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The company, founded in the mid-1800s under the name Hamburg Amerikanische Packetfahrt Actien Gesellschaft (HAPAG), was one of two main transatlantic companies operating routes between German ports and North America was the Hamburg America. At the turn of the 19th century Germany surprised the world by launching a series of great four-funneled passenger liners that would later be nicknamed greyhounds. Only 14 four-funnel liners were ever built; among them was the Titanic.

The SS Deutschland, which is translated Germany (SS stands for steamship), was commissioned in the summer of 1900, sailed on her maiden voyage to America on July 4th.  She captured the coveted Blue Riband for the fasted Trans-Atlantic crossing on that maiden voyage and held the honor for the next six years.

The Blue Riband, a name borrowed from horse racing, was a status symbol for shipping companies because it gave a lot of public attention to those who had the fastest ship. The ship holding this award had a blue pennant in its topmast until a newer and faster ship took over the great blue pennant.

The SS Deutschland was 686 feet long and her highest speed was 23.36 knots. She had 112 furnaces and 16 boilers, consuming around 572 tons of coal per day. At full capacity, she could carry 1,717 passengers, which made up 467 first-cabin, 200 second-cabin, 300 steerage, and 500 crew.

To feed this many people for even the minimal number of days of the voyage, it required the equivalent of fourteen steers, ten calves, twenty-nine sheep, twenty-six lambs, and nine hogs, along with three tons of poultry and game. There was also 1,700 pounds of fish, 400 pounds of tongues, sweetbreads, etc., 1,700 dozen eggs and 14 barrels of oysters and clams. There were 1,000 bricks of ice cream, 1,300 pounds of table butter, 175 barrels of potatoes, 75 barrels of assorted vegetables, 20 crates of tomatoes and table celery, over 4 tons of assorted fresh fruits, and the list goes on. The ship also carried 400 tons of drinking water, 12,000 quarts of wine and liquors, 15,000 quarts of beer in kegs, besides 3,600 bottles of beer, and 40 tons of ice. In tempestuous weather, the dining tables were often deserted.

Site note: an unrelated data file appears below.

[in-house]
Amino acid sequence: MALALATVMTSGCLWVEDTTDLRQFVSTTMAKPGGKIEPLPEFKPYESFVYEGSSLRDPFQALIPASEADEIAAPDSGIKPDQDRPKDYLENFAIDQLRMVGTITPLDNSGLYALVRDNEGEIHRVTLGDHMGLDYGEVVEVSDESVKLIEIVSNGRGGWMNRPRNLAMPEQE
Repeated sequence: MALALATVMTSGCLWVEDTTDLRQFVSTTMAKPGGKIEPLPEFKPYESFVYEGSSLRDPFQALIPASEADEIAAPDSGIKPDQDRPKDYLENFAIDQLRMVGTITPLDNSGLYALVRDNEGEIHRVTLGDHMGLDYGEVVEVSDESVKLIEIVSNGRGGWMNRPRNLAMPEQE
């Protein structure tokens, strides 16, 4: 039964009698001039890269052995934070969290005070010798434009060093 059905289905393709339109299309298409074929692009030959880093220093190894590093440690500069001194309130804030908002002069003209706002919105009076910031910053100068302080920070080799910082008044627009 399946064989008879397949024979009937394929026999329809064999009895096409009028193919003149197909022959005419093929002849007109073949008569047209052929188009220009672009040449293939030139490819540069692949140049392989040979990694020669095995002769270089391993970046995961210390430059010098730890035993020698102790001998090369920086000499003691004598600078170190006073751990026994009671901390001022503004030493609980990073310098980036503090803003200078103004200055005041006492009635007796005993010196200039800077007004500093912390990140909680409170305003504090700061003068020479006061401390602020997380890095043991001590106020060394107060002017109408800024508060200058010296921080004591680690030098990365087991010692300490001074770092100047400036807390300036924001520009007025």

The first-class cafe proved to be a popular gathering spot. It had a squared glass dome in the high ceiling. The ship’s grillroom also proved to be a success. The unusually large public rooms also included a Dining Saloon, Social Hall, Writing Room, Ladies Parlour, and Smoking Room.

First-cabin passenger rooms were lavishly equipped. The luxurious suites had private baths and large staterooms. Second-cabin had large rooms and access to all the same public rooms as first-cabin except for the grill room.

Professor Angelo Colosi and his daughter Lucia were among the passengers on this passenger ship. Their voyage took place between February 22 and March 3 of 1907. They traveled second-cabin and would have enjoyed all the luxuries the ship had to offer, but their journey to America would take a bit longer than the normal six to seven days of years past.

In September 1900, the Deutschland had crossed the Atlantic in 5 days and 7 hours. She had been designed for speed, but at the compromise of operational performance.  She was plagued by noise and vibration. The Hamburg-America Line, who had placed passenger comfort above all else, could not have been more displeased. As a result, speed was slowed and eventually the SS Deutschland was converted to a white-hulled cruise ship and renamed Viktoria Luise.